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Abstract

Background & Aims

Chronic hepatitis C may be associated with cirrhosis, liver failure and hepatocellular carcinoma. Studies have demonstrated improved clinical outcome in patients who achieved a sustained viral response (SVR).

Methods

A systematic literature search was performed to identify studies that assessed the association between SVR and cirrhosis regression. The main outcome studied was cirrhosis regression in patients with a SVR as compared with patients without a SVR. Six studies totalling 443 patients were included. Dichotomous outcomes were reported as risk ratios (RR) with 95% confidence intervals (CI).

Results

Of the 443 patients with cirrhosis, 137 achieved a SVR. Of these 137 patients who achieved an SVR, 73 (53%) patients had regression of cirrhosis. The risk ratio of cirrhosis regression was 2.69 [Confidence Interval (CI) 1.45–4.97, P < 0.01] in patients who achieved a SVR. The risk of cirrhosis regression was consistently in favour of patients who achieved a SVR regardless of the length of the biopsy or whether the biopsy was reviewed by a single or multiple pathologists. The risk ratio of cirrhosis regression was related to the duration of follow-up between biopsies. The relative risk for regression of cirrhosis in studies in which the mean or median time for the follow-up liver biopsy was greater than 36-month was 4.33 (CI 1.1–17.0, P = 0.04) as compared to a relative risk of 1.79 (CI 1.26–2.29, P < 0.01) in studies with a mean or median time between the follow-up biopsy of less than 36-month.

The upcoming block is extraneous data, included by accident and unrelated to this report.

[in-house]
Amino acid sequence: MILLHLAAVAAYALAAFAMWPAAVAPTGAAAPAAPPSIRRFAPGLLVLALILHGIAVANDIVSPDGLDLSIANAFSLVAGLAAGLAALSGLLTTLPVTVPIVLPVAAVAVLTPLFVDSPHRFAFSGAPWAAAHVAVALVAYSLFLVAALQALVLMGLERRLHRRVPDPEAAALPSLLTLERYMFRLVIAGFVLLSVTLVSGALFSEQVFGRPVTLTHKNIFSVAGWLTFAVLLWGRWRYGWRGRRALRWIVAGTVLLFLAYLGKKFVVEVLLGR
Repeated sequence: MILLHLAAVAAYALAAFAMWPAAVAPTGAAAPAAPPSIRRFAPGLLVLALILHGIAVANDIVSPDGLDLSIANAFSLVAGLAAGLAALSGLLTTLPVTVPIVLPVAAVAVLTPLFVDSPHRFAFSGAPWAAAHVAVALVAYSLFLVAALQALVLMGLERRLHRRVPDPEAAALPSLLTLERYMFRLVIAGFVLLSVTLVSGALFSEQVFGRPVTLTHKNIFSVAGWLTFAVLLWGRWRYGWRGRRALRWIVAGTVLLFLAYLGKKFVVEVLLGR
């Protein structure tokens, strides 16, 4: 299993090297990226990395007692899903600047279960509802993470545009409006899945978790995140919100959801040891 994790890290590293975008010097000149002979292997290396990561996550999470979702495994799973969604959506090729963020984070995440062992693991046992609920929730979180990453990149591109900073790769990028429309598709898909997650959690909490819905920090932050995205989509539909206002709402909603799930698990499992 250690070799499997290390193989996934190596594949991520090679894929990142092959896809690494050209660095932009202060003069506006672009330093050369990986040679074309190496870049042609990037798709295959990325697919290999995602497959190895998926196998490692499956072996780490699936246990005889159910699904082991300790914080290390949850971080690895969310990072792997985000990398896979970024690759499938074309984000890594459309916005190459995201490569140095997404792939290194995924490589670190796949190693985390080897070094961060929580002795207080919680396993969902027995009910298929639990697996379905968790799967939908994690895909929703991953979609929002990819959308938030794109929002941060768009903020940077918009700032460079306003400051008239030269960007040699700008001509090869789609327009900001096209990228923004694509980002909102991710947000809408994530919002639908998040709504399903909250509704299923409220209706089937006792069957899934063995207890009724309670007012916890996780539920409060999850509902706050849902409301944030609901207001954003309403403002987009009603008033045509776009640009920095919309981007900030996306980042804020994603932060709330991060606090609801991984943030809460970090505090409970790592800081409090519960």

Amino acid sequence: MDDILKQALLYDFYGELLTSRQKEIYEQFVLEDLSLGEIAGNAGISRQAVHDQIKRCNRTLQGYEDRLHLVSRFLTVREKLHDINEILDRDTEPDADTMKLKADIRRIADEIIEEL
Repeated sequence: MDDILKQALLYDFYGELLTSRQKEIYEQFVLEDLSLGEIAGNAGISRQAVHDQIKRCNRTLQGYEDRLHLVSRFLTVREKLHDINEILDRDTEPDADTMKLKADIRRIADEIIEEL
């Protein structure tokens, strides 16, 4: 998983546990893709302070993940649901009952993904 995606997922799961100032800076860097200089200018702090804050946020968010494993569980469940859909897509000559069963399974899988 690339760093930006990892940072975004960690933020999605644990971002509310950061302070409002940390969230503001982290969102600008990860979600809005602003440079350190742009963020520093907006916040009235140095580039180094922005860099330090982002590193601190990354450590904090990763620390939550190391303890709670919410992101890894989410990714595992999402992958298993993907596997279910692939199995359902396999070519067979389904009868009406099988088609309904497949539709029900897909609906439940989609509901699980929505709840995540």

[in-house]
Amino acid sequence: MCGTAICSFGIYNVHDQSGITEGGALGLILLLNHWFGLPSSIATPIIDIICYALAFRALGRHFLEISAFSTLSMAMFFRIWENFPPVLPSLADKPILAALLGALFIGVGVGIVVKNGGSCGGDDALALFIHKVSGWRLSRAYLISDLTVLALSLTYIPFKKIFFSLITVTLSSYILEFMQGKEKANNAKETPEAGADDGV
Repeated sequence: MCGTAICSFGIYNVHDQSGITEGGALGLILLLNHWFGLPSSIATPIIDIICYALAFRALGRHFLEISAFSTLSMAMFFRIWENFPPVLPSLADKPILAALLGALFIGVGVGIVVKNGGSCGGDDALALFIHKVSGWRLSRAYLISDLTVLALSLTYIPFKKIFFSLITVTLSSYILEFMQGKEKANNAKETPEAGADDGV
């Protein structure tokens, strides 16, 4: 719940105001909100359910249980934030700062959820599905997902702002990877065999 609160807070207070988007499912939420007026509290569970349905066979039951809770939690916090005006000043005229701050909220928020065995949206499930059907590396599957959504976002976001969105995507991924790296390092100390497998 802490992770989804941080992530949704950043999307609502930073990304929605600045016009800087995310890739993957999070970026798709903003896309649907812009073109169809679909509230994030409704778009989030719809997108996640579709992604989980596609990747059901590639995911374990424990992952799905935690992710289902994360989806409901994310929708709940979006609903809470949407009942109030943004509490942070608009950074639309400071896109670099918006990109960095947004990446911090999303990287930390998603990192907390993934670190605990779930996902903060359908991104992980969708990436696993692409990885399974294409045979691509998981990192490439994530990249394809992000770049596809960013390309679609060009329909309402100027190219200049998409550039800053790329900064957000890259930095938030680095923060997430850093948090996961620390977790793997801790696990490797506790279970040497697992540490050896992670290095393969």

Conclusions

Our results suggest that the majority of patients with cirrhosis who achieve a SVR develop cirrhosis regression. Time between biopsies appears to be an important determinant of the likelihood of cirrhosis regression.